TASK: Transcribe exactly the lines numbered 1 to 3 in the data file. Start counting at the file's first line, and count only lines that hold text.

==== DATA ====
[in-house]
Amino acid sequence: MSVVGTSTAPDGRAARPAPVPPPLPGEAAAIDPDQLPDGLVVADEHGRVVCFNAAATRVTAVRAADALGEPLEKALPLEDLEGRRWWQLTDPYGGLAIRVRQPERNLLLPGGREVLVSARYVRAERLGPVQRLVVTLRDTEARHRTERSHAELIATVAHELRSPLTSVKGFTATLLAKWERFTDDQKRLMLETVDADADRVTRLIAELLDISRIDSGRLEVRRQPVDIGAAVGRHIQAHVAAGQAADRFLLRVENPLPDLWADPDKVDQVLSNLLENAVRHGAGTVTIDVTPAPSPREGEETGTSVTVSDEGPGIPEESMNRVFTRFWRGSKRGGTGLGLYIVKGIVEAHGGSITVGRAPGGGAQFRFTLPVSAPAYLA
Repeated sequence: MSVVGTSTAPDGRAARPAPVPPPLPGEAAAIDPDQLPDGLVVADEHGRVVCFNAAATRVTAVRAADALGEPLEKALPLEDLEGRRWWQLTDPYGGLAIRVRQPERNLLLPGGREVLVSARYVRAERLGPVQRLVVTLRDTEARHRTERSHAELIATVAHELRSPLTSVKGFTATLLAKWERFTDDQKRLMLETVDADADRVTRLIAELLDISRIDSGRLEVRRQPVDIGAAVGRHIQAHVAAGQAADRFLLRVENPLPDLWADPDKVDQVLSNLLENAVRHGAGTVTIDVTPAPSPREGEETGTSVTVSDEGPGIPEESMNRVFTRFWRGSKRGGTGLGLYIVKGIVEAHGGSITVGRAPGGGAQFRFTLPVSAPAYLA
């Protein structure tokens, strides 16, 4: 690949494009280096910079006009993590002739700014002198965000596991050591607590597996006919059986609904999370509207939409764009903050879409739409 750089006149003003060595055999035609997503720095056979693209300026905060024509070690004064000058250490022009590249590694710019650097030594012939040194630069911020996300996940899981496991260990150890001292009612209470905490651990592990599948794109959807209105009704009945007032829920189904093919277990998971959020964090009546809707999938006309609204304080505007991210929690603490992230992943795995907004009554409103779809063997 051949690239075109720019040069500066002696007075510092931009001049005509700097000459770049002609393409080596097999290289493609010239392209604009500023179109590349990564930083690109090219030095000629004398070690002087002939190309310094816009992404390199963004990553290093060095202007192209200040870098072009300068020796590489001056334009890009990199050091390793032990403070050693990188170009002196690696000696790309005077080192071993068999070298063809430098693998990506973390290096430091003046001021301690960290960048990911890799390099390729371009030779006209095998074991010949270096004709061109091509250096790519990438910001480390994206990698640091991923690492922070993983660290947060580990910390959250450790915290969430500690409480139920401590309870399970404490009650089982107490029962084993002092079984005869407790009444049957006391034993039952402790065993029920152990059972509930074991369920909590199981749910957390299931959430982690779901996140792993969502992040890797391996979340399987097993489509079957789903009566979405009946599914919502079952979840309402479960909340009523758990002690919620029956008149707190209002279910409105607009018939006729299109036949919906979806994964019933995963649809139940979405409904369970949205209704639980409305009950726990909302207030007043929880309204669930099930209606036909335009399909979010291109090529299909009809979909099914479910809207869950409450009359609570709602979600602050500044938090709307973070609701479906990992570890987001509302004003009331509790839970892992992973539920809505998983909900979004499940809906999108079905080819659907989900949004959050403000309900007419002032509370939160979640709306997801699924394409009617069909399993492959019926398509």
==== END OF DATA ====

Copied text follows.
[in-house]
Amino acid sequence: MSVVGTSTAPDGRAARPAPVPPPLPGEAAAIDPDQLPDGLVVADEHGRVVCFNAAATRVTAVRAADALGEPLEKALPLEDLEGRRWWQLTDPYGGLAIRVRQPERNLLLPGGREVLVSARYVRAERLGPVQRLVVTLRDTEARHRTERSHAELIATVAHELRSPLTSVKGFTATLLAKWERFTDDQKRLMLETVDADADRVTRLIAELLDISRIDSGRLEVRRQPVDIGAAVGRHIQAHVAAGQAADRFLLRVENPLPDLWADPDKVDQVLSNLLENAVRHGAGTVTIDVTPAPSPREGEETGTSVTVSDEGPGIPEESMNRVFTRFWRGSKRGGTGLGLYIVKGIVEAHGGSITVGRAPGGGAQFRFTLPVSAPAYLA
Repeated sequence: MSVVGTSTAPDGRAARPAPVPPPLPGEAAAIDPDQLPDGLVVADEHGRVVCFNAAATRVTAVRAADALGEPLEKALPLEDLEGRRWWQLTDPYGGLAIRVRQPERNLLLPGGREVLVSARYVRAERLGPVQRLVVTLRDTEARHRTERSHAELIATVAHELRSPLTSVKGFTATLLAKWERFTDDQKRLMLETVDADADRVTRLIAELLDISRIDSGRLEVRRQPVDIGAAVGRHIQAHVAAGQAADRFLLRVENPLPDLWADPDKVDQVLSNLLENAVRHGAGTVTIDVTPAPSPREGEETGTSVTVSDEGPGIPEESMNRVFTRFWRGSKRGGTGLGLYIVKGIVEAHGGSITVGRAPGGGAQFRFTLPVSAPAYLA